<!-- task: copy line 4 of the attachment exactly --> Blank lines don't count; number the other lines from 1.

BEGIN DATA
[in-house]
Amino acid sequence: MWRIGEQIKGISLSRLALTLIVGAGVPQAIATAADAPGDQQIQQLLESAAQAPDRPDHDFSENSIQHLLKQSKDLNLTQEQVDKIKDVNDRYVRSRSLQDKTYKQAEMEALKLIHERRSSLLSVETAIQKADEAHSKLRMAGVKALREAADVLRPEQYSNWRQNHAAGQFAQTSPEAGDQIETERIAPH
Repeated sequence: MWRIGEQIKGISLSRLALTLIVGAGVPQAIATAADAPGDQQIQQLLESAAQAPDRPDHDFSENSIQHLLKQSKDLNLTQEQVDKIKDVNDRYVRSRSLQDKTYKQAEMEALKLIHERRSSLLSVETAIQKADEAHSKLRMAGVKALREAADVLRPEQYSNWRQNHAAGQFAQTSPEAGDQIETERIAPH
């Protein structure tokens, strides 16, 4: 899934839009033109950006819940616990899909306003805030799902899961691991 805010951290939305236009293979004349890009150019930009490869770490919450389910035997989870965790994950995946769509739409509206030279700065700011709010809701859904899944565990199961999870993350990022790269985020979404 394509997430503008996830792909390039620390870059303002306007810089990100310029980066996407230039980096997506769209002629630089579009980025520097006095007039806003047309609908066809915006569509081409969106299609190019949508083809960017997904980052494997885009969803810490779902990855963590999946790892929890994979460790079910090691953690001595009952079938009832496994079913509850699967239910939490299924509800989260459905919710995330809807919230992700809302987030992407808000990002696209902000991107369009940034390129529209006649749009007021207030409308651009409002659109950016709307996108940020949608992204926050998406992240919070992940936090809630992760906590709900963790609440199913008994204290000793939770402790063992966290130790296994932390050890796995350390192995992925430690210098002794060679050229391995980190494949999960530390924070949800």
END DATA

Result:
């Protein structure tokens, strides 16, 4: 899934839009033109950006819940616990899909306003805030799902899961691991 805010951290939305236009293979004349890009150019930009490869770490919450389910035997989870965790994950995946769509739409509206030279700065700011709010809701859904899944565990199961999870993350990022790269985020979404 394509997430503008996830792909390039620390870059303002306007810089990100310029980066996407230039980096997506769209002629630089579009980025520097006095007039806003047309609908066809915006569509081409969106299609190019949508083809960017997904980052494997885009969803810490779902990855963590999946790892929890994979460790079910090691953690001595009952079938009832496994079913509850699967239910939490299924509800989260459905919710995330809807919230992700809302987030992407808000990002696209902000991107369009940034390129529209006649749009007021207030409308651009409002659109950016709307996108940020949608992204926050998406992240919070992940936090809630992760906590709900963790609440199913008994204290000793939770402790063992966290130790296994932390050890796995350390192995992925430690210098002794060679050229391995980190494949999960530390924070949800």